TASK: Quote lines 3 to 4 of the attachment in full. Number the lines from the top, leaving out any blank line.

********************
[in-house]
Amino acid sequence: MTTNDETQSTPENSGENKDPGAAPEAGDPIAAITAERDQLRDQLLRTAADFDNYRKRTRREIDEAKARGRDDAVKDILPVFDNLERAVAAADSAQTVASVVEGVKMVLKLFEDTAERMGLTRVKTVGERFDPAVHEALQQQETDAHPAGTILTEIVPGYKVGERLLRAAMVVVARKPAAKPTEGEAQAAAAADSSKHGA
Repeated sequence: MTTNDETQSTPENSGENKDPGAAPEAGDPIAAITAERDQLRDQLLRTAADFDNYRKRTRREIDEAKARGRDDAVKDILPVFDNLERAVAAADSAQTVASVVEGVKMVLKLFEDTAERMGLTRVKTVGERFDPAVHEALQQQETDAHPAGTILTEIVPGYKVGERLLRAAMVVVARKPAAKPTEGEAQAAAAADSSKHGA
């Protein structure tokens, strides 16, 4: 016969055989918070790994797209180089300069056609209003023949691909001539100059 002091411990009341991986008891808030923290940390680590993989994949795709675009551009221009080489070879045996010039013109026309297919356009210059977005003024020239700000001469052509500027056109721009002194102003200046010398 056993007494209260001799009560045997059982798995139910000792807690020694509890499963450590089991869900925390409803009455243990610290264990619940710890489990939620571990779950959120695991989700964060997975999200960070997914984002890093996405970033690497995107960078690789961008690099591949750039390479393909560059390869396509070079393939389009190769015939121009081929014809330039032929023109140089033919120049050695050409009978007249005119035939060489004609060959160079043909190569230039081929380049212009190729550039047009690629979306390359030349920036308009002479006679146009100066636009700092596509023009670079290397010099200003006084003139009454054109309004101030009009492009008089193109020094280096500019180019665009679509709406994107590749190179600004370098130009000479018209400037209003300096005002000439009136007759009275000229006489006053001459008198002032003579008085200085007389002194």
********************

Repeated sequence: MTTNDETQSTPENSGENKDPGAAPEAGDPIAAITAERDQLRDQLLRTAADFDNYRKRTRREIDEAKARGRDDAVKDILPVFDNLERAVAAADSAQTVASVVEGVKMVLKLFEDTAERMGLTRVKTVGERFDPAVHEALQQQETDAHPAGTILTEIVPGYKVGERLLRAAMVVVARKPAAKPTEGEAQAAAAADSSKHGA
């Protein structure tokens, strides 16, 4: 016969055989918070790994797209180089300069056609209003023949691909001539100059 002091411990009341991986008891808030923290940390680590993989994949795709675009551009221009080489070879045996010039013109026309297919356009210059977005003024020239700000001469052509500027056109721009002194102003200046010398 056993007494209260001799009560045997059982798995139910000792807690020694509890499963450590089991869900925390409803009455243990610290264990619940710890489990939620571990779950959120695991989700964060997975999200960070997914984002890093996405970033690497995107960078690789961008690099591949750039390479393909560059390869396509070079393939389009190769015939121009081929014809330039032929023109140089033919120049050695050409009978007249005119035939060489004609060959160079043909190569230039081929380049212009190729550039047009690629979306390359030349920036308009002479006679146009100066636009700092596509023009670079290397010099200003006084003139009454054109309004101030009009492009008089193109020094280096500019180019665009679509709406994107590749190179600004370098130009000479018209400037209003300096005002000439009136007759009275000229006489006053001459008198002032003579008085200085007389002194």